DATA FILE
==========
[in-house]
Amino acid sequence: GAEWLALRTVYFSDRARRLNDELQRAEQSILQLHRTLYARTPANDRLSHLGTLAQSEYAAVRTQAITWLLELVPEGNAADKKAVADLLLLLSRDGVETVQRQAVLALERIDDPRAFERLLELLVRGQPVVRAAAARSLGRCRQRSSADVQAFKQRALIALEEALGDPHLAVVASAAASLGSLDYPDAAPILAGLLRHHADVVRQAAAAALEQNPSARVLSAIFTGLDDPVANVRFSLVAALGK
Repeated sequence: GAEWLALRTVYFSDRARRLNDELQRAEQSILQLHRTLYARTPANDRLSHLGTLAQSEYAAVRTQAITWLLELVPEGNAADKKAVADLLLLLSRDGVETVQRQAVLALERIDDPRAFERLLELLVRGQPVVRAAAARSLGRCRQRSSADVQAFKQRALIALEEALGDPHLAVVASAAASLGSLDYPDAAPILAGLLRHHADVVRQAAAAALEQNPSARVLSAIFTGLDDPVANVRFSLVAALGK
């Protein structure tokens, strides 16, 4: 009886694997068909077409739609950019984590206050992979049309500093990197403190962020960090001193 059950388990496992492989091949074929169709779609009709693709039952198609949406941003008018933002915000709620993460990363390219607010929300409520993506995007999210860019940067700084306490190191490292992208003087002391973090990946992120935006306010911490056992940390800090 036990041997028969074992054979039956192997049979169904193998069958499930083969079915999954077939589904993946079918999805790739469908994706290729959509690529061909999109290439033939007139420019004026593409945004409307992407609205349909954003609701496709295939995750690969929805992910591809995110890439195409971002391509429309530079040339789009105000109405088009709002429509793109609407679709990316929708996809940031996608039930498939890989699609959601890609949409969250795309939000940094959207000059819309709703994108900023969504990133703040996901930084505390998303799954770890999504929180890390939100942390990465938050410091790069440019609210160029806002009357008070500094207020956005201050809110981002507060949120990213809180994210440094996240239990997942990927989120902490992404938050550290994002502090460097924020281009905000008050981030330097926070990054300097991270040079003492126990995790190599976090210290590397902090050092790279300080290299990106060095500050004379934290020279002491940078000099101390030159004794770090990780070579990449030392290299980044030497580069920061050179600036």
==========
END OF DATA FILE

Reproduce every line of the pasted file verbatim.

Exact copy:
[in-house]
Amino acid sequence: GAEWLALRTVYFSDRARRLNDELQRAEQSILQLHRTLYARTPANDRLSHLGTLAQSEYAAVRTQAITWLLELVPEGNAADKKAVADLLLLLSRDGVETVQRQAVLALERIDDPRAFERLLELLVRGQPVVRAAAARSLGRCRQRSSADVQAFKQRALIALEEALGDPHLAVVASAAASLGSLDYPDAAPILAGLLRHHADVVRQAAAAALEQNPSARVLSAIFTGLDDPVANVRFSLVAALGK
Repeated sequence: GAEWLALRTVYFSDRARRLNDELQRAEQSILQLHRTLYARTPANDRLSHLGTLAQSEYAAVRTQAITWLLELVPEGNAADKKAVADLLLLLSRDGVETVQRQAVLALERIDDPRAFERLLELLVRGQPVVRAAAARSLGRCRQRSSADVQAFKQRALIALEEALGDPHLAVVASAAASLGSLDYPDAAPILAGLLRHHADVVRQAAAAALEQNPSARVLSAIFTGLDDPVANVRFSLVAALGK
């Protein structure tokens, strides 16, 4: 009886694997068909077409739609950019984590206050992979049309500093990197403190962020960090001193 059950388990496992492989091949074929169709779609009709693709039952198609949406941003008018933002915000709620993460990363390219607010929300409520993506995007999210860019940067700084306490190191490292992208003087002391973090990946992120935006306010911490056992940390800090 036990041997028969074992054979039956192997049979169904193998069958499930083969079915999954077939589904993946079918999805790739469908994706290729959509690529061909999109290439033939007139420019004026593409945004409307992407609205349909954003609701496709295939995750690969929805992910591809995110890439195409971002391509429309530079040339789009105000109405088009709002429509793109609407679709990316929708996809940031996608039930498939890989699609959601890609949409969250795309939000940094959207000059819309709703994108900023969504990133703040996901930084505390998303799954770890999504929180890390939100942390990465938050410091790069440019609210160029806002009357008070500094207020956005201050809110981002507060949120990213809180994210440094996240239990997942990927989120902490992404938050550290994002502090460097924020281009905000008050981030330097926070990054300097991270040079003492126990995790190599976090210290590397902090050092790279300080290299990106060095500050004379934290020279002491940078000099101390030159004794770090990780070579990449030392290299980044030497580069920061050179600036």